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4 Creative CBT Tools & Exercises for Anxiety

Life with anxiety can be overwhelming. When the anxiety hits, sometimes the best thing you can do is find a way to hit the metaphorical “pause” button – pause, reflect, and take a breath before reacting to the internal or external triggers. Just taking deep breaths is a common CBT technique that helps reframe one’s reactions to stressors. Another creative tool to have in your back pocket is to try one of these CBT exercises perfect for anxiety.

What is CBT

Cognitive Behavioral Therapy (CBT) is a type of therapy that helps you manage and even alter negative thought patterns. Anxiety CBT exercises often focus on techniques that help you feel grounded first, then analyze your anxiety triggers and how you can reframe them into something more positive.


Journaling is a very popular CBT technique and is commonly recommended by therapists. If you are just starting therapy, your entries can help you and your therapist work together to identify your anxiety triggers. A journal can also act as a log where you can keep track of good and bad days as well as how much of an impact your anxiety is having on your personal and professional life.

Beyond collaborating with your therapist, you can also choose to have a journal that is for your eyes only. While your journal can still provide the same benefits of identifying triggers or effective coping techniques, a private journal provides a safe space for you to write freely and process what you’re working through. Journaling can be very relaxing and an excellent CBT exercise in self-analyzing your anxiety. There are plenty of CBT journaling techniques that focus specifically on living with anxiety.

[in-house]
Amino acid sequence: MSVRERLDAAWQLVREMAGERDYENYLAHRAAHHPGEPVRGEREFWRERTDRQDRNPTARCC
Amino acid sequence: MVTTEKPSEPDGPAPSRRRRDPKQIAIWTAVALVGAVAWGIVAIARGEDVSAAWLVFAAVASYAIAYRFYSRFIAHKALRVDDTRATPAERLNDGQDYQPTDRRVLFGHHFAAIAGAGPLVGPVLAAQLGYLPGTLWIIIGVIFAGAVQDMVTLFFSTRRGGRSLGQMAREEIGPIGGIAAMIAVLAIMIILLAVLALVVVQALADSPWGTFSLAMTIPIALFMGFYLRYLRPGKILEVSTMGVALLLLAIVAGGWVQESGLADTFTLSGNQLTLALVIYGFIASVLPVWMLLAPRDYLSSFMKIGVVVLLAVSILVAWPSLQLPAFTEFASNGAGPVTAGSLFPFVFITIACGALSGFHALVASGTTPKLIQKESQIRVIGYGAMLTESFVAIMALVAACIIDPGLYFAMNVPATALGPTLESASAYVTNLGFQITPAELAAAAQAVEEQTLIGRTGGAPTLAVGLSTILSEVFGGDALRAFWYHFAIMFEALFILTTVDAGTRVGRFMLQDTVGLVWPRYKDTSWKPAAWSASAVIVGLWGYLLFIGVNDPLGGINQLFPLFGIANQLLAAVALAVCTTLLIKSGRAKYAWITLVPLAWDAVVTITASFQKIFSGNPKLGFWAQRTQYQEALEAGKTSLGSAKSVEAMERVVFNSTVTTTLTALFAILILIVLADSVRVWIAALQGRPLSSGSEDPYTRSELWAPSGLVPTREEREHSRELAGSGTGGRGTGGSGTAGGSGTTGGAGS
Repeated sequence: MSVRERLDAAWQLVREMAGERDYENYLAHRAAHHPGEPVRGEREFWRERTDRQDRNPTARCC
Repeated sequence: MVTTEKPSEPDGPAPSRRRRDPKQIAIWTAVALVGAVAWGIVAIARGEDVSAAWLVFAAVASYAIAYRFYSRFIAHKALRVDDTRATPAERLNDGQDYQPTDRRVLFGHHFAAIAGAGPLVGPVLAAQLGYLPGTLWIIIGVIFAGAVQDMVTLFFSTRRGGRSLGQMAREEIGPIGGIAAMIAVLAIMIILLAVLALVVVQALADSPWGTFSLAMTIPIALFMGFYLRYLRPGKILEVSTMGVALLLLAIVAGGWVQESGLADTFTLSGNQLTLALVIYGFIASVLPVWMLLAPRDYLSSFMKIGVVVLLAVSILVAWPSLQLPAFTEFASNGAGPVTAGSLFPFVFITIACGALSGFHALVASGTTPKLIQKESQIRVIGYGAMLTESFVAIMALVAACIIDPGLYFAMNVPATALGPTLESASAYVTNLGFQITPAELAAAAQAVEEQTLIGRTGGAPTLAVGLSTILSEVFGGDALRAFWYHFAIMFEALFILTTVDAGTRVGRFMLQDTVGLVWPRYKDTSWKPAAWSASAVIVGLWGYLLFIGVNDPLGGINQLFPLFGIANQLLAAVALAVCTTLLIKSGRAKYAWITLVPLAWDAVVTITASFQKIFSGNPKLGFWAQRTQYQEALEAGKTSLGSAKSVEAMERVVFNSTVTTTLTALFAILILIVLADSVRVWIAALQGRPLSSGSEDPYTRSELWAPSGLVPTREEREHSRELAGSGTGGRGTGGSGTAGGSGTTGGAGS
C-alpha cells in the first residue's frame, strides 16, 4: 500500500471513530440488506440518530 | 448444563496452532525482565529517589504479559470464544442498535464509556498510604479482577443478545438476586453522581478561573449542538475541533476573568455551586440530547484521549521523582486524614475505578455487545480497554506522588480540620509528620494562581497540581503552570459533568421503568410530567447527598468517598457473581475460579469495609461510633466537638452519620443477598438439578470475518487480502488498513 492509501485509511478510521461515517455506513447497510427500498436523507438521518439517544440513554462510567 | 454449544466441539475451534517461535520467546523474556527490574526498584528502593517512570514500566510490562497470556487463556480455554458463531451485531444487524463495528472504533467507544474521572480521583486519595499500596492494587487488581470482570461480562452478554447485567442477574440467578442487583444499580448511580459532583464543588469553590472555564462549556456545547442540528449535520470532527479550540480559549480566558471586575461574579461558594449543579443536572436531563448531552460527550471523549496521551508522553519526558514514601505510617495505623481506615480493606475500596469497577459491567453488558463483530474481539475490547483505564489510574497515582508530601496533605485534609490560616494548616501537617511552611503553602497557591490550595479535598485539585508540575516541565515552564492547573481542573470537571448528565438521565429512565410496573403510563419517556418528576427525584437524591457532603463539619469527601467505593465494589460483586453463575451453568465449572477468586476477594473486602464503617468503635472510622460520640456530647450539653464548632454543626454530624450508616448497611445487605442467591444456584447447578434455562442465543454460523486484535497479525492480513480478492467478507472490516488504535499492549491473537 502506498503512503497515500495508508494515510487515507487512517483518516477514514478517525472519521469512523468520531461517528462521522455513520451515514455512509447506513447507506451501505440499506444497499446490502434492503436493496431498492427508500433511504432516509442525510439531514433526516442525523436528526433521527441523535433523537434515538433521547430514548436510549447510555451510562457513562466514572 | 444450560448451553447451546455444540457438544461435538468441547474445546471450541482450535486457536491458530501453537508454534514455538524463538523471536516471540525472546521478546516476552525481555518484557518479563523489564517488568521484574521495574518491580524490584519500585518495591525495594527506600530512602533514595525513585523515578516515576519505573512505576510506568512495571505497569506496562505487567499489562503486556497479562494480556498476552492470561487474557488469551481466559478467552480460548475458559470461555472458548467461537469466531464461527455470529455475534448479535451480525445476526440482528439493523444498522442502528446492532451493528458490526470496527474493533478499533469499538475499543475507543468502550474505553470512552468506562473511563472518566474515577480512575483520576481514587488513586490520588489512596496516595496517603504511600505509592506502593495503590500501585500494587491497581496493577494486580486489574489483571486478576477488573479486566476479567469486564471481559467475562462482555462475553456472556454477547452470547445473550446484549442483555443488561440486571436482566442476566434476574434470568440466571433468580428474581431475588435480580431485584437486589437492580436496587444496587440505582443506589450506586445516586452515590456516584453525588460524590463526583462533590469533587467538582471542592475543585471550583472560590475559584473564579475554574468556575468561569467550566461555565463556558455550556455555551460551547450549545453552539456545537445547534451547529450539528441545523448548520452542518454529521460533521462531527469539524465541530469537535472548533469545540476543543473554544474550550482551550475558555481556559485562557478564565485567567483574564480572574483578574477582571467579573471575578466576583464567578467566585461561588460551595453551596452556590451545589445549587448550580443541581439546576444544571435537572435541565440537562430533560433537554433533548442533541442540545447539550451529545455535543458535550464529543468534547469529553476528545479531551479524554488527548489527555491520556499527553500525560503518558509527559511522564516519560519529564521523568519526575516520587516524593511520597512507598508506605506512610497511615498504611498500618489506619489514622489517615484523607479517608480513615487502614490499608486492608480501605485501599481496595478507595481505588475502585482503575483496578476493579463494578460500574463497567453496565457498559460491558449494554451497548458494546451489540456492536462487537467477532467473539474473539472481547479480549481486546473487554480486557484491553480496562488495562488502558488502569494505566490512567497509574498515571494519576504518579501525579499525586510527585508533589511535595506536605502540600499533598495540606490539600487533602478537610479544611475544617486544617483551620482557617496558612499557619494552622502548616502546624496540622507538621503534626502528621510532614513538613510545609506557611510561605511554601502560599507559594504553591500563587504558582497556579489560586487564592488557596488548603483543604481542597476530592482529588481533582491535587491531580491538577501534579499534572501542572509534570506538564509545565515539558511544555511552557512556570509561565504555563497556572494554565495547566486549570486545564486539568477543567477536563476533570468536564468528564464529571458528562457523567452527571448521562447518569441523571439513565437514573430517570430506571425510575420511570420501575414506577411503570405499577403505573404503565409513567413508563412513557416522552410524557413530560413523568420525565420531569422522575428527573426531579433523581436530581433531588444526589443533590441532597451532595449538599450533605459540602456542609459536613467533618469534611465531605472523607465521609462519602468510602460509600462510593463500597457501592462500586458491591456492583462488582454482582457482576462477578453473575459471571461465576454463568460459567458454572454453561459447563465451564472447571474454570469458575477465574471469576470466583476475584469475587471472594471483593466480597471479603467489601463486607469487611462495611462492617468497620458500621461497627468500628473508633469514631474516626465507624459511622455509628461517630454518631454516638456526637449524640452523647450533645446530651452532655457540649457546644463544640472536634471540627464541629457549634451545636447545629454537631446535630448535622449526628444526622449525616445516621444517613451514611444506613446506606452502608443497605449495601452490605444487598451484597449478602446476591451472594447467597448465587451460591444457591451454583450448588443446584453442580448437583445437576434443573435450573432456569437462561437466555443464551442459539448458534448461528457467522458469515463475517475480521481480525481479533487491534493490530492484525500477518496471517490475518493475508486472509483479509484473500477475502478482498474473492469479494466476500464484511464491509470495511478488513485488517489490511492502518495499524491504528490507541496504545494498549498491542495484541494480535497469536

CBT Journal Prompts for Anxiety

  1. Describe three positive things that happened to you this week and how they made you feel.
  2. Recall the last time you were anxious. Write down what happened and how you felt with as much detail as possible.
  3. Make a list of what parts of your life are currently causing you stress and anxiety.
  4. Choose one thing from your anxiety list from prompt #3, and identify a way you can reduce the stressful impact.
  5. Make a list of all the CBT anxiety exercises and techniques you have tried or want to try to combat your anxiety. Highlight your favorites and cross out the ones that don’t work for you.
  6. Write down at least 10 things you are looking forward to this year.
  7. Identify your long-term goals: one-year, two-year, and five-year goals. This can be personal or professional.
  8. Make a list of as many triggers as you can identify. Update this list any time you notice something new.
  9. Identify your top five favorite songs and write about why they are your favorites.
  10. Write down everything you are currently grateful for.
  11. Write down at least three positive things about yourself.

Calming Jars